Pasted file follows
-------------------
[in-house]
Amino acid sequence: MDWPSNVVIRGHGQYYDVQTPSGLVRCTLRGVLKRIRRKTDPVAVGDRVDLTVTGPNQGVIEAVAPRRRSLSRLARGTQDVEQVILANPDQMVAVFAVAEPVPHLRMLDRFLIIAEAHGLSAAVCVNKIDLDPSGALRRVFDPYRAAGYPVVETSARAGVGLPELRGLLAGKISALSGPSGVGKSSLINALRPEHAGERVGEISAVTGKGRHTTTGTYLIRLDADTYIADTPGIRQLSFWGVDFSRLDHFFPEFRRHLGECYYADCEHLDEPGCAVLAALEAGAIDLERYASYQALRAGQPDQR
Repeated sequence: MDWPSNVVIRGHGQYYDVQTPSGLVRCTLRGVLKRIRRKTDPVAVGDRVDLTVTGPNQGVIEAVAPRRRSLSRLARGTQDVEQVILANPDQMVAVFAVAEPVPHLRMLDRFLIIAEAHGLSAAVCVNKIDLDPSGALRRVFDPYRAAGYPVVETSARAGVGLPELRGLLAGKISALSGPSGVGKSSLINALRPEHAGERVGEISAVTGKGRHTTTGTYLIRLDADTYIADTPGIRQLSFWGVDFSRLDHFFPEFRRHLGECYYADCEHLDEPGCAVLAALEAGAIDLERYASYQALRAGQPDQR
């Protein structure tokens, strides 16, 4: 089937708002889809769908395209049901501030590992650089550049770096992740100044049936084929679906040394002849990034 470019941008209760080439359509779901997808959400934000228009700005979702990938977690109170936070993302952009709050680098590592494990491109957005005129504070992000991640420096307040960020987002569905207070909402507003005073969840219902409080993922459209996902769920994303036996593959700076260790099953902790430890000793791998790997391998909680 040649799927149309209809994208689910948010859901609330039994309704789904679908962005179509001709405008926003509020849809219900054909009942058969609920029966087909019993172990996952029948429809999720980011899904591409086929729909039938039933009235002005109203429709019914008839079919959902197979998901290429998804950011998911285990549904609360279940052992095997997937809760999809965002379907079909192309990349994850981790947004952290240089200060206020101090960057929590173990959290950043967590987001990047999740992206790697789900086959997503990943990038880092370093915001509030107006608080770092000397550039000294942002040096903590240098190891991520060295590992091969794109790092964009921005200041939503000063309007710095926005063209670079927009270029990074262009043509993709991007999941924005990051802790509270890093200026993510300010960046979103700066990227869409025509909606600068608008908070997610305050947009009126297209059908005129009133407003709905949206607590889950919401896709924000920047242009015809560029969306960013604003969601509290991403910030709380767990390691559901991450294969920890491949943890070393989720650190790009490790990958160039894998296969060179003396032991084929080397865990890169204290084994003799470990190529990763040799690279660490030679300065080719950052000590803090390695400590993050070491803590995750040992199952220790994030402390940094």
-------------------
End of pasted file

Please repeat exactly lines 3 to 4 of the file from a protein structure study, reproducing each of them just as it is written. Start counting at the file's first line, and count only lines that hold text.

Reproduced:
Repeated sequence: MDWPSNVVIRGHGQYYDVQTPSGLVRCTLRGVLKRIRRKTDPVAVGDRVDLTVTGPNQGVIEAVAPRRRSLSRLARGTQDVEQVILANPDQMVAVFAVAEPVPHLRMLDRFLIIAEAHGLSAAVCVNKIDLDPSGALRRVFDPYRAAGYPVVETSARAGVGLPELRGLLAGKISALSGPSGVGKSSLINALRPEHAGERVGEISAVTGKGRHTTTGTYLIRLDADTYIADTPGIRQLSFWGVDFSRLDHFFPEFRRHLGECYYADCEHLDEPGCAVLAALEAGAIDLERYASYQALRAGQPDQR
């Protein structure tokens, strides 16, 4: 089937708002889809769908395209049901501030590992650089550049770096992740100044049936084929679906040394002849990034 470019941008209760080439359509779901997808959400934000228009700005979702990938977690109170936070993302952009709050680098590592494990491109957005005129504070992000991640420096307040960020987002569905207070909402507003005073969840219902409080993922459209996902769920994303036996593959700076260790099953902790430890000793791998790997391998909680 040649799927149309209809994208689910948010859901609330039994309704789904679908962005179509001709405008926003509020849809219900054909009942058969609920029966087909019993172990996952029948429809999720980011899904591409086929729909039938039933009235002005109203429709019914008839079919959902197979998901290429998804950011998911285990549904609360279940052992095997997937809760999809965002379907079909192309990349994850981790947004952290240089200060206020101090960057929590173990959290950043967590987001990047999740992206790697789900086959997503990943990038880092370093915001509030107006608080770092000397550039000294942002040096903590240098190891991520060295590992091969794109790092964009921005200041939503000063309007710095926005063209670079927009270029990074262009043509993709991007999941924005990051802790509270890093200026993510300010960046979103700066990227869409025509909606600068608008908070997610305050947009009126297209059908005129009133407003709905949206607590889950919401896709924000920047242009015809560029969306960013604003969601509290991403910030709380767990390691559901991450294969920890491949943890070393989720650190790009490790990958160039894998296969060179003396032991084929080397865990890169204290084994003799470990190529990763040799690279660490030679300065080719950052000590803090390695400590993050070491803590995750040992199952220790994030402390940094």